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Arab Countries in Transition - Economic Outlook and Key Challenges

Author(s):
International Monetary Fund
Published Date:
June 2014
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I. Regional Economic Outlook and Key Challenges

In spite of deepening and spreading conflicts in the region, as well as, in many cases, a challenging internal socio-political environment, the Arab Countries in Transition (Egypt, Jordan, Libya, Morocco, Tunisia and Yemen) have broadly maintained macroeconomic stability. At the same time, however, their economies are not delivering the growth rates needed for a meaningful reduction in unemployment, in particular for the youth and women. Notwithstanding diversity of conditions, countries should quickly advance structural reforms to foster higher and more inclusive growth, and continue to strengthen fiscal and external buffers to maintain stability amid heightened uncertainty. Coordinated support from the international community will be crucial in the form of financing, improved trade access, and capacity building assistance.

A. Background and recent developments

A challenging regional and domestic setting. In spite of benign trends in energy and food prices, the Arab Countries in Transition (ACT) economies are facing a worsening environment.

  • Deepening and spreading conflicts. The violence from the Syrian civil war, now in its fourth year, has spread to Iraq, a new conflict has erupted in Gaza, and Libya has been drawn deeper into a violent struggle among competing groups. As a result, the region has to cope with over 11 million displaced people, according to the U.N., many of whom seek a safe haven in neighboring countries. Consequences for budgets, labor markets, and (including via rising prices and pressures in the informal economy) social cohesion and security are particularly pronounced in Lebanon and Jordan, but Tunisia is also affected by spillovers from the conflict in Libya.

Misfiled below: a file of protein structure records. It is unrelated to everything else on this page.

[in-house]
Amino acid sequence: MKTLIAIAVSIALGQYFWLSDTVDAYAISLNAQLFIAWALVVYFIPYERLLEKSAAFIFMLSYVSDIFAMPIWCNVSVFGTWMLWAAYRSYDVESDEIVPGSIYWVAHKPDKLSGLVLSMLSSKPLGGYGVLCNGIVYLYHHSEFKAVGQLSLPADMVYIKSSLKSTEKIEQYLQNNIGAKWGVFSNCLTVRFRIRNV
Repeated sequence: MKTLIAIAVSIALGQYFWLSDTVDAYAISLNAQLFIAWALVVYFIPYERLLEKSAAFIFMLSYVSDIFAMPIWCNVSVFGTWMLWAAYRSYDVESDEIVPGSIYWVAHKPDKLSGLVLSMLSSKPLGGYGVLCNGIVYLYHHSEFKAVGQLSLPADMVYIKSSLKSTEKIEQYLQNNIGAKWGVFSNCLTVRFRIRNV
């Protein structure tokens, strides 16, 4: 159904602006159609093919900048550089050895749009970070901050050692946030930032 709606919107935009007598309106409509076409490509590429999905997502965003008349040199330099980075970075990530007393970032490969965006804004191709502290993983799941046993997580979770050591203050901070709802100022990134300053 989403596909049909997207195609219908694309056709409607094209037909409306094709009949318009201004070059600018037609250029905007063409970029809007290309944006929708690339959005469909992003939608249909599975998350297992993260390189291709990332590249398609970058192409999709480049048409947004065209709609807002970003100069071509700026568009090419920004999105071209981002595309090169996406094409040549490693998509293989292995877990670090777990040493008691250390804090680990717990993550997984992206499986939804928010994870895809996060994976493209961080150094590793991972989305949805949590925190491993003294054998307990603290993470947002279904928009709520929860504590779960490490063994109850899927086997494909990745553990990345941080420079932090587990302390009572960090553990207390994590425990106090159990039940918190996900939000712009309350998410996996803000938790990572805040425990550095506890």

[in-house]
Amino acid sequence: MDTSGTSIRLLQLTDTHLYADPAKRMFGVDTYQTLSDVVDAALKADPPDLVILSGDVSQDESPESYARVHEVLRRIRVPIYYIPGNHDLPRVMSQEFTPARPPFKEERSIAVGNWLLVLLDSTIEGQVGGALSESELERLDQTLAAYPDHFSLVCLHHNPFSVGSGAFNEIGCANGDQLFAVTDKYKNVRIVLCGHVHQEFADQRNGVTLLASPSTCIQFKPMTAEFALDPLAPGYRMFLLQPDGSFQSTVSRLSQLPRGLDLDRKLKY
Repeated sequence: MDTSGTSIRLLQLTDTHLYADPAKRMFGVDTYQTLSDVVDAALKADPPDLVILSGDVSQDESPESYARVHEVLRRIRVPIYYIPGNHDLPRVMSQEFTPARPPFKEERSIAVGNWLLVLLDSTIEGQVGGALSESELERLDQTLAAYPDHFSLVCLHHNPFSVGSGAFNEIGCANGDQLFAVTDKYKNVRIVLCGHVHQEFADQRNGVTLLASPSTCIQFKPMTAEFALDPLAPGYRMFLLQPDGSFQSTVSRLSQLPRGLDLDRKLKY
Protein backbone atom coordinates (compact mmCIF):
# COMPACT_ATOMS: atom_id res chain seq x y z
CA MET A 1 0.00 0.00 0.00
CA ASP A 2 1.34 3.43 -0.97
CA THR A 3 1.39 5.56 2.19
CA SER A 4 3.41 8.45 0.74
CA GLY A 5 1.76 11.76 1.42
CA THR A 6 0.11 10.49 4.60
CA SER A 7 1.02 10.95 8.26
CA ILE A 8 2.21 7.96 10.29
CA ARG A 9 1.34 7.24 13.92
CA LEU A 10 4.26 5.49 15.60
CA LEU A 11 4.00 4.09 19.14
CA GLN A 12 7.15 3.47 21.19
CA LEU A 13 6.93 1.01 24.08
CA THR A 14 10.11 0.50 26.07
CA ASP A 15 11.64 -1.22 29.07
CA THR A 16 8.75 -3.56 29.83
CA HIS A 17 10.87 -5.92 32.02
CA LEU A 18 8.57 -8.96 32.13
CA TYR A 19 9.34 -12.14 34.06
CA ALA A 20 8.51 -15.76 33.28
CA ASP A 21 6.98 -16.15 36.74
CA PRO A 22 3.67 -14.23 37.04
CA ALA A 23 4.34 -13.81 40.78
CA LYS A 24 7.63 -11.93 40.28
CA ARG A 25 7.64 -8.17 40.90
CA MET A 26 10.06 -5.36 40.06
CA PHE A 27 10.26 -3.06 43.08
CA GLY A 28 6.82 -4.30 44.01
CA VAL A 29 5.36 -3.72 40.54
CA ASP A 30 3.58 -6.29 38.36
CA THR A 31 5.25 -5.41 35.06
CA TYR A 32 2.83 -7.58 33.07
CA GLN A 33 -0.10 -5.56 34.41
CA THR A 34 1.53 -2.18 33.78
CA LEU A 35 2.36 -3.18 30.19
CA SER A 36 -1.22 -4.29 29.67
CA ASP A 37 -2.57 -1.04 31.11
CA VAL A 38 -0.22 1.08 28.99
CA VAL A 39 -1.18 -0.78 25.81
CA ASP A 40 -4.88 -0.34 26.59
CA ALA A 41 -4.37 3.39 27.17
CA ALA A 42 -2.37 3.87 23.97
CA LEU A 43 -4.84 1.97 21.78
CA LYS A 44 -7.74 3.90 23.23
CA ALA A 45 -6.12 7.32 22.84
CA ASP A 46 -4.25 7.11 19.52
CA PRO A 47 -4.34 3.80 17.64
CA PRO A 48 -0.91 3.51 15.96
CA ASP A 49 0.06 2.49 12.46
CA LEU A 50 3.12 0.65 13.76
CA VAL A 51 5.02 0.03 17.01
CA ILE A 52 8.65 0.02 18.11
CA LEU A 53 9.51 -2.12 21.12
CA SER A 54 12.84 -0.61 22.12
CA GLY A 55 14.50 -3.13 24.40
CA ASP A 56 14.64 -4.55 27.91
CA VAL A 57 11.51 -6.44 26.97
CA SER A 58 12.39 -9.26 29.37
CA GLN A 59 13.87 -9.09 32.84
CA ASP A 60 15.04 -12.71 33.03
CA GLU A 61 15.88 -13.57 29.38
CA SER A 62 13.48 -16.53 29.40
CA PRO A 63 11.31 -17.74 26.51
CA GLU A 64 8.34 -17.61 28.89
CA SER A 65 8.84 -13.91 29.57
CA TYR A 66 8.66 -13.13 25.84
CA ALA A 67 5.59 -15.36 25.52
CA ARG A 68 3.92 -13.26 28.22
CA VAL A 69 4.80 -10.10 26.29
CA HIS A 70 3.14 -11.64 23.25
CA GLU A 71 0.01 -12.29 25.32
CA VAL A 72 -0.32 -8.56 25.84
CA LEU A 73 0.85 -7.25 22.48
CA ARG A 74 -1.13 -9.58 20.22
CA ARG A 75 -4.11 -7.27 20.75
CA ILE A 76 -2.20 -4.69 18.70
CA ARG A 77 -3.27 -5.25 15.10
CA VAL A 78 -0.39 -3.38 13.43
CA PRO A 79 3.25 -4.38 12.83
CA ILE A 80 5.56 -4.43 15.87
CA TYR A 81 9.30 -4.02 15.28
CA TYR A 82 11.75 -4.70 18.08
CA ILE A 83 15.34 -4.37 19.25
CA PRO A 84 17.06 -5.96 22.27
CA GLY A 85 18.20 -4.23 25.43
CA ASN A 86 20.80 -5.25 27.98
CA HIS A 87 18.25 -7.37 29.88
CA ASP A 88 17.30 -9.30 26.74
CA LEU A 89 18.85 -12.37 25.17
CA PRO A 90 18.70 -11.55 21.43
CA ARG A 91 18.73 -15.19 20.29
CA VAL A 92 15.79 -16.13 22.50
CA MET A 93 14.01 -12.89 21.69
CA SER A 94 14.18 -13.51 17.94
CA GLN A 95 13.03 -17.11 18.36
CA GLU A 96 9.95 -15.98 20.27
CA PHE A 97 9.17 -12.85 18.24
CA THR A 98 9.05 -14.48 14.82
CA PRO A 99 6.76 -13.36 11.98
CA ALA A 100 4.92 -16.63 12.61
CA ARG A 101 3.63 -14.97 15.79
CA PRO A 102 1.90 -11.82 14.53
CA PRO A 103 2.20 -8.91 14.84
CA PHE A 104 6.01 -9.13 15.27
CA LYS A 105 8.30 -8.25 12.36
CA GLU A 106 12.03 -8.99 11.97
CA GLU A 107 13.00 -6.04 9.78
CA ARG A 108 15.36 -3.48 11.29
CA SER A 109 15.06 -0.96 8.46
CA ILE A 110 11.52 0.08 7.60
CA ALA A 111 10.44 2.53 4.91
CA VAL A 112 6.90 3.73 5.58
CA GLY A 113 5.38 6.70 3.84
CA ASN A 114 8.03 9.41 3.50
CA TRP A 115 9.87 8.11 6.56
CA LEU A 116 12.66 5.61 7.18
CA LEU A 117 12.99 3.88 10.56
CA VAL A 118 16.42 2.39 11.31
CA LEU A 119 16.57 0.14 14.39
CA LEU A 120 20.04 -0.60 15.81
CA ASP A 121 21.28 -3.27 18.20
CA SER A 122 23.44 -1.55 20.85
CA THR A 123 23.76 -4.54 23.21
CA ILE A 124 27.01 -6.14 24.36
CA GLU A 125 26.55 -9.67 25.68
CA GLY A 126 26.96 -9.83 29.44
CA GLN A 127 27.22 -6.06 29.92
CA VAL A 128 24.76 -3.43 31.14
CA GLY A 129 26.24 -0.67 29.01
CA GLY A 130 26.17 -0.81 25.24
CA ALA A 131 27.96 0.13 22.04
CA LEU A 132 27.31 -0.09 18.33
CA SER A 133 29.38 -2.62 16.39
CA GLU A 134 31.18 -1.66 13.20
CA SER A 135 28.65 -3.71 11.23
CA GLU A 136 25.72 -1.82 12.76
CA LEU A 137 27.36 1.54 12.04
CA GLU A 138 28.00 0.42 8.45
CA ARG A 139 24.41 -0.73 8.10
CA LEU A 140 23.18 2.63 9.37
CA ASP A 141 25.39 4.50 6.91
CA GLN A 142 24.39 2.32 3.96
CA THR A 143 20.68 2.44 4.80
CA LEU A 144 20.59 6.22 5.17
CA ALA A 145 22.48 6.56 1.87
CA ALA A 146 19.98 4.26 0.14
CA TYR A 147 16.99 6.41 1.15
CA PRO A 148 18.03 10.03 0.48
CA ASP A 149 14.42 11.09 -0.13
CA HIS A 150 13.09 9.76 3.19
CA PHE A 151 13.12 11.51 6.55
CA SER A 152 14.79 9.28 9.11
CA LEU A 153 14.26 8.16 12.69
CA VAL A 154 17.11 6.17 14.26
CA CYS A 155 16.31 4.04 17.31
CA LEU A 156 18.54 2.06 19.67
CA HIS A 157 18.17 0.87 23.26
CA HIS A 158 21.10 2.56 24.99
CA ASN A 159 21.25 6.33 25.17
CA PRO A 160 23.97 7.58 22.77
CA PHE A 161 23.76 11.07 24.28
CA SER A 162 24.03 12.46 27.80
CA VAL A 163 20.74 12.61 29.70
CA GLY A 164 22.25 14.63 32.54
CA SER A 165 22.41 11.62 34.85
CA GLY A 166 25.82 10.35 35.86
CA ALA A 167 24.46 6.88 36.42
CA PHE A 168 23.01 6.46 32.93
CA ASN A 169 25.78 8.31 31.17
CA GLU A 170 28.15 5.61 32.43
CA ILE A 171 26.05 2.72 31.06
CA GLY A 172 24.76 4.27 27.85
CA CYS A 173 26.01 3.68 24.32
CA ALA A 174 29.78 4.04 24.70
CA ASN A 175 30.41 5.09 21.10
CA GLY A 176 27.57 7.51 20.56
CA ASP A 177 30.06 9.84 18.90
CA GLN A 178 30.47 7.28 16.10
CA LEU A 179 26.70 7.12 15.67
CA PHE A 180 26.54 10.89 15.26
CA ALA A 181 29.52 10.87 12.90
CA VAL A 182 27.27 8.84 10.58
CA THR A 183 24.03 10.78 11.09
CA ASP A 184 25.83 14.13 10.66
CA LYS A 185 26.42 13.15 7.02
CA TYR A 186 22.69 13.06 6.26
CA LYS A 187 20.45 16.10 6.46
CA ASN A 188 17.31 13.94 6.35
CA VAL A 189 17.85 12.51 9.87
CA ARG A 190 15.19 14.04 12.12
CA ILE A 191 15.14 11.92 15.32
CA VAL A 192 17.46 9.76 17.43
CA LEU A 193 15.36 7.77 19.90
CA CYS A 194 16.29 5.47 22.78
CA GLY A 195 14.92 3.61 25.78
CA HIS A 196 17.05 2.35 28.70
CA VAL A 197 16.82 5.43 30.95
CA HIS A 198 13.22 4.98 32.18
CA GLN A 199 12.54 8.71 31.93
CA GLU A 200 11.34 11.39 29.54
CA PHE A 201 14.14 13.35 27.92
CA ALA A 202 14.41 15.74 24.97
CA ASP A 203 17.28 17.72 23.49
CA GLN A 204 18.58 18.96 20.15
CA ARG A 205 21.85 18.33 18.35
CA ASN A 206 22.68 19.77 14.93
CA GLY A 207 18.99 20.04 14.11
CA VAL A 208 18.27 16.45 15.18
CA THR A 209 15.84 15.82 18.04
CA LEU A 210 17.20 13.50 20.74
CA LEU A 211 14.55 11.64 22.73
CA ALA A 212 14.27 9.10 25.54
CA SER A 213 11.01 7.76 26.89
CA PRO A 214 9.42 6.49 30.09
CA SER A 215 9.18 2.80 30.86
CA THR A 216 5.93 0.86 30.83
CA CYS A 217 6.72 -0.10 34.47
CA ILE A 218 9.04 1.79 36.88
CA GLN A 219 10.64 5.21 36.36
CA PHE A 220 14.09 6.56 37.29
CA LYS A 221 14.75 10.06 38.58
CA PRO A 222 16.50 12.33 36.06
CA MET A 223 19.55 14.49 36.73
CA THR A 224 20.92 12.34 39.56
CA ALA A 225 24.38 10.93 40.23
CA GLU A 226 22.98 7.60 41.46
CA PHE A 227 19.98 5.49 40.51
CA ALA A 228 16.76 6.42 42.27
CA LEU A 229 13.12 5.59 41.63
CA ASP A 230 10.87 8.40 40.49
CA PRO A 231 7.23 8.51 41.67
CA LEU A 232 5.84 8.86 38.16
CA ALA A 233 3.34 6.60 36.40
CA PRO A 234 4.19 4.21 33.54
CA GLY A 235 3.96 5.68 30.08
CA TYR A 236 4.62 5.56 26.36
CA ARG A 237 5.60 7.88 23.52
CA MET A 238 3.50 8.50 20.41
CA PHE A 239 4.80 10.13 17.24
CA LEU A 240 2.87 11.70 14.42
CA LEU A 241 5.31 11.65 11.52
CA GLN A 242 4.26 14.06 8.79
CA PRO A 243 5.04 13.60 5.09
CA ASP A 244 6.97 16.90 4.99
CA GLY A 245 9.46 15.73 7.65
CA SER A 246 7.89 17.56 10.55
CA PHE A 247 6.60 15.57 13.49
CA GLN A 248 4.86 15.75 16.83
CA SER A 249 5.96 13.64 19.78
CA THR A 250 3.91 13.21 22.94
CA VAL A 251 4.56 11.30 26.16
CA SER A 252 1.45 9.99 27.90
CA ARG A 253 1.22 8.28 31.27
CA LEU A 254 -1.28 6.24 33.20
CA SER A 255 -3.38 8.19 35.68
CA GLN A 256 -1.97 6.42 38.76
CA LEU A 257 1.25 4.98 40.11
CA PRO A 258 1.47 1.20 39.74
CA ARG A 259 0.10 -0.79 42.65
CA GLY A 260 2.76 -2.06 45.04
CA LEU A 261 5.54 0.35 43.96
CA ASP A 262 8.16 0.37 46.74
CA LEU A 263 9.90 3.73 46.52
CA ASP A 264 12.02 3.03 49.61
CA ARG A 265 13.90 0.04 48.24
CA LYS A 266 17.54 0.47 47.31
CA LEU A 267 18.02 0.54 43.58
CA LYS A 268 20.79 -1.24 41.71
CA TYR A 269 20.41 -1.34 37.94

• Difficult socio-political environment. The governments in Jordan and Morocco now have multi-year horizons, and Egypt and Tunisia will conclude parliamentary elections in 2014-15. At the same time, political uncertainty is high, particularly in Libya and Yemen, and investor confidence in the region remains low. ACT governments face challenges in achieving the necessary buy-in from their populations to move forward with politically sensitive but economically important reforms.

Macroeconomic stability broadly maintained. Amid this challenging environment, and notwithstanding diversity of experiences across countries, the ACTs (excluding Libya) have maintained macroeconomic stability: growth has remained positive; inflation is firmly in single digits, except for Egypt; and budget deficits in most countries have begun to decline in 2014. External current account deficits are also gradually narrowing and reserve buffers have strengthened.

Slow and uneven progress with structural reforms. Most ACTs have by now either started or announced ambitious reforms of generalized energy subsidies and other current expenditures to create space for better targeted social protection for the poor, and higher spending on infrastructure, healthcare, and education. These are important first steps in implementing the medium-term growth agenda. However, progress has been uneven across countries, and reforms of tax policy, civil service, and public financial management remain quite slow. More attention is also needed in other areas, including banking and financial sectors, governance, business climate, and labor markets.

B. Short-term outlook